We are nation built on the ideals of equality and freedom... and until all people, of all colors, of all faiths (or choice to have none), of all sexuality, and of both genders are all... each and every last one... truly equally treated under the law... and equally free... then none of us are, and we are living a lie.

Wake up, white America! Wake up and see fear and hate for what they are! Wake up and actually be the American people you already claim to be. These things were never acceptable, and the time is more than a century past that equal and free actual meet in practice and definition, in this country, and in the world. Please.


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Published on September 12, 2016 04:31 • 8 views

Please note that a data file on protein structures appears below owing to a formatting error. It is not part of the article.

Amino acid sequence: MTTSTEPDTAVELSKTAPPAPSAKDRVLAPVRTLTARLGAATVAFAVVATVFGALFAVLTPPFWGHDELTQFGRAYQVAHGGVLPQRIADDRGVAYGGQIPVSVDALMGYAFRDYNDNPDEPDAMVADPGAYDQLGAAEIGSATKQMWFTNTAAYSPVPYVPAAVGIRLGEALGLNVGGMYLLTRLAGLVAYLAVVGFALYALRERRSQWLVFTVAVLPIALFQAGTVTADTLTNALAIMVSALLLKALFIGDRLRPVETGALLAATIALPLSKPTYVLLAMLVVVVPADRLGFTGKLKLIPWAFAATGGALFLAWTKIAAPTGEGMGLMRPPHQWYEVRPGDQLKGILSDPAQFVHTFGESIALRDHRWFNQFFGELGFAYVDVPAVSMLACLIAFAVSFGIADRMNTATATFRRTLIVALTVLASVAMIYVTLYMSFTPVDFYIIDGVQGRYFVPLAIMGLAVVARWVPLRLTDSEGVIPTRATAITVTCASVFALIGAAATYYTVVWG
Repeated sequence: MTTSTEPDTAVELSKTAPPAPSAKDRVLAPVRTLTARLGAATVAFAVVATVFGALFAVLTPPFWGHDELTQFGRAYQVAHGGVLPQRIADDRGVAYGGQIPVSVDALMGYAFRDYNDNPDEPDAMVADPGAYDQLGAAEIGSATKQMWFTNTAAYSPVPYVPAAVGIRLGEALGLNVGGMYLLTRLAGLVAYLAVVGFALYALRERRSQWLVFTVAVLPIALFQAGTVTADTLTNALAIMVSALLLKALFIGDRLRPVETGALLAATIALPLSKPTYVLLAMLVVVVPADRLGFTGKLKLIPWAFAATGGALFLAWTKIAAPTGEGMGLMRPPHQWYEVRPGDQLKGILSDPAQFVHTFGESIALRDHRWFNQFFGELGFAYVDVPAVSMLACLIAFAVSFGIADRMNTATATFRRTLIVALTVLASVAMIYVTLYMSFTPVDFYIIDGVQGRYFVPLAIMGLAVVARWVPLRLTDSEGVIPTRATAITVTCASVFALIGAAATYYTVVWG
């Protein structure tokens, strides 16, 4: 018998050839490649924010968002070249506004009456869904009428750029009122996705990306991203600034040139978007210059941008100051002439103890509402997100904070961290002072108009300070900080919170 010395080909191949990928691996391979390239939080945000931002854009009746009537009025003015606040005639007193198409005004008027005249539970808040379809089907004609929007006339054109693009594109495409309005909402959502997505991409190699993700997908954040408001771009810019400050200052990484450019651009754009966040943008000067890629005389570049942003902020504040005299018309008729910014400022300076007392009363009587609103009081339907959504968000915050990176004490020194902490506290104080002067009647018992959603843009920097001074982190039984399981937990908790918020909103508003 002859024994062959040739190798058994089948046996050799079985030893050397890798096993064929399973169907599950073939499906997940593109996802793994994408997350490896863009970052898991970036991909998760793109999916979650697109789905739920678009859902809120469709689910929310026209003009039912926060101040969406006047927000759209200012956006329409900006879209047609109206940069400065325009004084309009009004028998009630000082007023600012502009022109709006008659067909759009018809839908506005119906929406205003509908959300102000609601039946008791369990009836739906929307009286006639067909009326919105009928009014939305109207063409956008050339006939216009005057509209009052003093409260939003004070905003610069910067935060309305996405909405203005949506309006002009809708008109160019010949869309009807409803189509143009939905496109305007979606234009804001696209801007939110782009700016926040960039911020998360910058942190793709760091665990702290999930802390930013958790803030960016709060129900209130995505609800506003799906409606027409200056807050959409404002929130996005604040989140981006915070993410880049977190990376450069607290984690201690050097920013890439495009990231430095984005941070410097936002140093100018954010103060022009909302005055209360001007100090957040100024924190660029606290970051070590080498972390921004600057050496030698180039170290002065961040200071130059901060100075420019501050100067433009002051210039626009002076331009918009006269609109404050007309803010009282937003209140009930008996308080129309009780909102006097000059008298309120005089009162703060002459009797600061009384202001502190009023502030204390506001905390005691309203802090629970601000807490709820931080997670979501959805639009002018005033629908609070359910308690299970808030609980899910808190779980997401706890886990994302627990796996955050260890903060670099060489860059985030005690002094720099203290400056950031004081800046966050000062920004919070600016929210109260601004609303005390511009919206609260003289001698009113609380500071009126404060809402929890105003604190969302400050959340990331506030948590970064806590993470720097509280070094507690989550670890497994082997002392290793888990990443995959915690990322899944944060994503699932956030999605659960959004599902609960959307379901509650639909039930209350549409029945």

August 27, 2016

Book Two in The Coming Storm trilogy.


You can take the dead girl out of the country...

Veronica Fischer, small-town bloodsucking madam, is an orphan or at least she finally feels that way. Jules, the one who made her, is gone and cleaning up after him isn't something she ever thought she'd have to do.

While her hometown seems to be turning against her, she’s forced to set off for the bright lights of the big city with a carload of her dysfunctional supernatural family, hoping not to have to face the Dragon of Chicago.

Now she has to rescue a sister she didn't know she had, keep Rachel—her adopted 8-year-old ghost—safe, and try to keep Pekin from unraveling under the onset of the coming storm.



Sex, violence, and cryptic undead 
prophecyall for fun and profit.



Links to Distant Thunder, Book Two in the Coming Storm trilogy.

Paperback
Kindle

Listing on goodreads.com


Sample text:

The first chapter -






CHAPTER 1